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I'm starting to use CrashPlan to backup my Win 7 PC. I've got it writing to my external HD (for quick local restores) and to CrashPlan Central (for offsite storage). I'd like to backup my entire C:\ drive (the only partition) in a way that:

  1. Preserves all of my installed software and configuration, but
  2. Avoids backing up log files and other ephemeral / temporary files that are regenerated during normal operation of the OS.

Which files and/or directories should I be excluding from backups? I'd like to make this a community wiki, so that we could all contribute towards a definitive list.

Here's a list of regular expressions identifying the directories and files that CrashPlan excludes on Windows by default listed at

.*/iPhoto Library/iPod Photo Cache/.*

.*/System Volume Information/.*
.*/Temporary Internet Files/.*
.*/Local Settings/Temp.*

Other excludes:

.*/Local Settings/History/
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I should say that the main reason I want to do this is because Crash Plan is constantly recording the files that have been changed and then backs them up when it's triggered next (once an hour for me). I end up with 1 GB of files being written to disk every hour when I'm not even using my PC. – tro Apr 7 '11 at 15:38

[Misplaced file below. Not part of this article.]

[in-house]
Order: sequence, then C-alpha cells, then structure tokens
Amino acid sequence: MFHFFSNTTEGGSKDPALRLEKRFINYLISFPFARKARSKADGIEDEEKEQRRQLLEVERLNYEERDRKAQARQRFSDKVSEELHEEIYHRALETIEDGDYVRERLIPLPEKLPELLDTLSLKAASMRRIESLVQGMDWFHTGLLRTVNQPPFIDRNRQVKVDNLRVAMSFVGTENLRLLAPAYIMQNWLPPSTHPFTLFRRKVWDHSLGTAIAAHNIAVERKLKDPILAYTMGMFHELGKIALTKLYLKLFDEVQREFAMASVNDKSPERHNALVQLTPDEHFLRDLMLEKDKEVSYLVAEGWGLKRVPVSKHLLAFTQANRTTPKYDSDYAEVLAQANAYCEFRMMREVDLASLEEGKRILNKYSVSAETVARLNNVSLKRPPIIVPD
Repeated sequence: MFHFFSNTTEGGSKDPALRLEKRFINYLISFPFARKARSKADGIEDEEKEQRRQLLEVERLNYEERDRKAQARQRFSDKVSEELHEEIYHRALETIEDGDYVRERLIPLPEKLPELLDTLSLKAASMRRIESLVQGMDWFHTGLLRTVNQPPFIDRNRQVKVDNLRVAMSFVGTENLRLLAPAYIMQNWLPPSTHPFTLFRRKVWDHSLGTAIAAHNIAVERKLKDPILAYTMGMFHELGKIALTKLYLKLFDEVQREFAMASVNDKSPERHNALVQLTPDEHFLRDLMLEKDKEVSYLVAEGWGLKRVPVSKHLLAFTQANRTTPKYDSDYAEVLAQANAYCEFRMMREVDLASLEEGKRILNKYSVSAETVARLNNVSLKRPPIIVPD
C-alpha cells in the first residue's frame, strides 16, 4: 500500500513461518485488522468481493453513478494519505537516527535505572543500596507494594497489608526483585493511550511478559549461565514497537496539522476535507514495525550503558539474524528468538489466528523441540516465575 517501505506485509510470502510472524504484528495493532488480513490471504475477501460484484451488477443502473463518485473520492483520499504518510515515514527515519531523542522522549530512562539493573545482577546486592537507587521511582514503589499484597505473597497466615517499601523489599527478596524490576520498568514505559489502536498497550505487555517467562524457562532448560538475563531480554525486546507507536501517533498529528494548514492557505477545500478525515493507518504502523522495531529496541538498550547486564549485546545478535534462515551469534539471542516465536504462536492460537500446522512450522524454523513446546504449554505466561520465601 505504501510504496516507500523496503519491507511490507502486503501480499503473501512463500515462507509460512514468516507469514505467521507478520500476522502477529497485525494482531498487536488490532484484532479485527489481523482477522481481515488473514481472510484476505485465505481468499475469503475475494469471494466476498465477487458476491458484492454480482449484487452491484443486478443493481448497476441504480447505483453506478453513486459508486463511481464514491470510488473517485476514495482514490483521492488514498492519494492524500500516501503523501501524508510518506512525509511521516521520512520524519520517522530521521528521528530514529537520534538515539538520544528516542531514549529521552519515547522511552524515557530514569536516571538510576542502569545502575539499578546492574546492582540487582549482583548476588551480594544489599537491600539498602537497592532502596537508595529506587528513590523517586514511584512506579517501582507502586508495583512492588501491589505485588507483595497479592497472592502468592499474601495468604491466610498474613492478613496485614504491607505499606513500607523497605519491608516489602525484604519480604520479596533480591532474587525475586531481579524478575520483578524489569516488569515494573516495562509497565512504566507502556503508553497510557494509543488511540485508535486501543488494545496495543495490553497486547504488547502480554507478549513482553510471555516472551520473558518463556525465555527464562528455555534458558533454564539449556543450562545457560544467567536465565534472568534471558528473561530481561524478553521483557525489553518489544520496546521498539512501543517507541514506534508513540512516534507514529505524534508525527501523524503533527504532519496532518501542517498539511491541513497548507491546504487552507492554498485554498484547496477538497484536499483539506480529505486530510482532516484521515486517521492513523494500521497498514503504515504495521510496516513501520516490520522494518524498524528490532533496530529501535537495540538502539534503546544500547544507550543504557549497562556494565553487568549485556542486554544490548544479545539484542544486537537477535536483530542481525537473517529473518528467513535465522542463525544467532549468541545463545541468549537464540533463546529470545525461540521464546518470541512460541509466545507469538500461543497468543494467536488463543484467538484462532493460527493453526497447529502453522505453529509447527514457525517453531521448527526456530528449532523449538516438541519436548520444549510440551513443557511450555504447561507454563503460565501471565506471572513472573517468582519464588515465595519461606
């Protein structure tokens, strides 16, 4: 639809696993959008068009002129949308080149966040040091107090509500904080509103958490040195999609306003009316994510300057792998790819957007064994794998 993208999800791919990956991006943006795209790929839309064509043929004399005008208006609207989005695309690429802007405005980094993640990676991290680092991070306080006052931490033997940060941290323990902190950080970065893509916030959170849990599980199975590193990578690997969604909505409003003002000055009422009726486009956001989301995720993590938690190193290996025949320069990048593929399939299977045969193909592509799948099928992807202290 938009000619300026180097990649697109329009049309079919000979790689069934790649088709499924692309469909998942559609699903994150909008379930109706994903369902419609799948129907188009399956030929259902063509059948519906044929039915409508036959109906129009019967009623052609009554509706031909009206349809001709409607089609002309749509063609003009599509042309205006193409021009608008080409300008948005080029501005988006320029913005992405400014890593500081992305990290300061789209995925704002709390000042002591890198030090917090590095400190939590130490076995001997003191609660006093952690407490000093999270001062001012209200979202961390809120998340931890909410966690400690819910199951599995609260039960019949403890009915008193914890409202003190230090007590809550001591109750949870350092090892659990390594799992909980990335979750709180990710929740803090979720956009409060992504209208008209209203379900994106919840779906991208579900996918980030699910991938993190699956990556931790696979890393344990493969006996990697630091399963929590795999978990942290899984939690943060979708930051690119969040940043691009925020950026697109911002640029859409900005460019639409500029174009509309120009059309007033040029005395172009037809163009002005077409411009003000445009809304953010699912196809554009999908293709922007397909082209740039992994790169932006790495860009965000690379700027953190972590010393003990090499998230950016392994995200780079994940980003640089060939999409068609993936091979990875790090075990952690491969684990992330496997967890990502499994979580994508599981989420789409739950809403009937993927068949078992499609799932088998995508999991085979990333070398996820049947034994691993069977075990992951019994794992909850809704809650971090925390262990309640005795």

.*/hiberfil.sys – Moab Apr 7 '11 at 15:44
1 provides a through answer to this question. – bbodenmiller Oct 22 '12 at 6:52
up vote 6 down vote accepted

CrashPlan isn't really meant for the type of full-system backup you're describing. It's meant for backing up your data. Even if you were to come up with some sort of master list of non-ephemeral Windows files and back everything up completely, you still wouldn't actually be able to restore it on a fresh installation because Windows wouldn't allow you to replace system files and all the other files that are in use while Windows is running. It's also not going to play very well with the various DRM schemes that applications/games use.

If you really want a full-system backup like you're describing, you're going to need to use another product based on disk images that supports bare-metal restore.

Don't get me wrong. I love CrashPlan and use it for all the computers in our house. But you have to use it for what it was intended for which is preventing you from losing data, not applications and system configuration. If you have specific applications that you really don't want to have to re-configure on a fresh install, analyze them individually and figure out where their configuration settings are stored. Then back those files up explicitly. If you're lazy, backing up the AppData folder in your user profile will get you 99% of the way there.

share|improve this answer
I was suspecting this, but needed someone to confirm it. :) – tro Apr 7 '11 at 19:37
While I agree with the answer I still think that it would be a great idea to continue with building this list as many users would like to backup their whole User folder which contains many unnecessary files. I've added a few more files to the list and hope others will as well. – bbodenmiller Oct 21 '12 at 21:51

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